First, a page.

28. Virtual Moves to Real in with Sensors and Digital Transformation
  29. Technology Must Disappear in 2017
  30. Merging Humans with AI and Machine Learning Systems
  31. In Defense of the Human Experience in a Digital World
  32. Profits that Kill in the Age of Digital Transformation
  33. Competing in Future Time and Digital Transformation
  34. Digital Hope and Redemption in the Digital Age
  35. Digital Transformation and the Role of Faster
  36. Digital Transformation and the Law of Thermodynamics
  37. Jettison the Heavy Baggage and Digitally Transform
  38. Digital Transformation - The Dark Side
  39. Business is Not as Usual in Digital Transformation
  40. 15 Rules for Winning in Digital Transformation
  41. The End Goal of Digital Transformation
  42. Digital Transformation and the Ignorance Penalty
  43. Surviving the Three Ages of Digital Transformation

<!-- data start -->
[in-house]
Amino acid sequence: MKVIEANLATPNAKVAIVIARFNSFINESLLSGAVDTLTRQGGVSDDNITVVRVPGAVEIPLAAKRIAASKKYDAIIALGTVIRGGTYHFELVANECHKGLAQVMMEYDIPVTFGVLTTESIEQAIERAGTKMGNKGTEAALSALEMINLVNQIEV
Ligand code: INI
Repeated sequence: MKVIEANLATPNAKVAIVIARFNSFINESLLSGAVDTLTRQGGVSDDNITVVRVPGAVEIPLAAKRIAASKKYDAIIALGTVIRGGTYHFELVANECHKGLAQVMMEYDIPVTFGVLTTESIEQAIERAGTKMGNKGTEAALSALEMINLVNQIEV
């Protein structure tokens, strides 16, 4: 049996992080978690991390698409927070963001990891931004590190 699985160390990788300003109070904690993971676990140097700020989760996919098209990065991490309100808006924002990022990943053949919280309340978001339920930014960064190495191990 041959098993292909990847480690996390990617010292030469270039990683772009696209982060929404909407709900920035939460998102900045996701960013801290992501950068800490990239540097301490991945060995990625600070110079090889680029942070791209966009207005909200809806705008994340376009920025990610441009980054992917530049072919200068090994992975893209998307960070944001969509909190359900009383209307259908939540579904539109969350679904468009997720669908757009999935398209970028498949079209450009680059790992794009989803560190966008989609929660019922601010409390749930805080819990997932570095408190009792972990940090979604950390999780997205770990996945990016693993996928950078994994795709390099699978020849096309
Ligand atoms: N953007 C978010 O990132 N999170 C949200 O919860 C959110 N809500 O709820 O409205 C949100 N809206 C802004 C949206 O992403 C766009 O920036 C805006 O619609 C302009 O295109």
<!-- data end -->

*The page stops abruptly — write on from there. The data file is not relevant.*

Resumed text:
44. The Advantages of an Advantage in Digital Transformation
  45. From Digital to Hyper-Transformation
  46. Believers, Non-Believers and Digital Transformation
  47. Forces Driving the Digital Transformation Era
  48. Digital Transformation Requires Agility and Energy Measurement
  49. A Doctrine for Digital Transformation is Required
  50. Digital Transformation and Its Role in Mobility and Competition
  51. Digital Transformation - A Revolution in Precision Through IoT, Analytics and Mobility
  52. Competing in Digital Transformation and Mobility
  53. Ambiguity and Digital Transformation
  54. Digital Transformation and Mobility - Macro-Forces and Timing
  55. Mobile and IoT Technologies are Inside the Curve of Human Time

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Kevin Benedict
President, Principal Analyst, Futurist, the Center for Digital Intelligence™
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***Full Disclosure: These are my personal opinions. No company is silly enough to claim them. I work with and have worked with many of the companies mentioned in my articles.